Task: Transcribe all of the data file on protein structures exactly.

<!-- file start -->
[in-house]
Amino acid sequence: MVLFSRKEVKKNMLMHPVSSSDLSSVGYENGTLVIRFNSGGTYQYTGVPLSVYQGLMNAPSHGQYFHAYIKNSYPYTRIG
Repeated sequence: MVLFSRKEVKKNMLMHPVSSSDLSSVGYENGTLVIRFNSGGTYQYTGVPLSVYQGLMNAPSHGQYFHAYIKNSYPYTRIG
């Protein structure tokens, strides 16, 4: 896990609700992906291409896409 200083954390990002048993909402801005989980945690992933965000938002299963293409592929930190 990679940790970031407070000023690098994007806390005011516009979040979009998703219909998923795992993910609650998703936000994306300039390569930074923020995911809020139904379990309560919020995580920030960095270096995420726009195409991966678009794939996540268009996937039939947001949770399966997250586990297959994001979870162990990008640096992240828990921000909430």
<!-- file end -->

[in-house]
Amino acid sequence: MVLFSRKEVKKNMLMHPVSSSDLSSVGYENGTLVIRFNSGGTYQYTGVPLSVYQGLMNAPSHGQYFHAYIKNSYPYTRIG
Repeated sequence: MVLFSRKEVKKNMLMHPVSSSDLSSVGYENGTLVIRFNSGGTYQYTGVPLSVYQGLMNAPSHGQYFHAYIKNSYPYTRIG
């Protein structure tokens, strides 16, 4: 896990609700992906291409896409 200083954390990002048993909402801005989980945690992933965000938002299963293409592929930190 990679940790970031407070000023690098994007806390005011516009979040979009998703219909998923795992993910609650998703936000994306300039390569930074923020995911809020139904379990309560919020995580920030960095270096995420726009195409991966678009794939996540268009996937039939947001949770399966997250586990297959994001979870162990990008640096992240828990921000909430």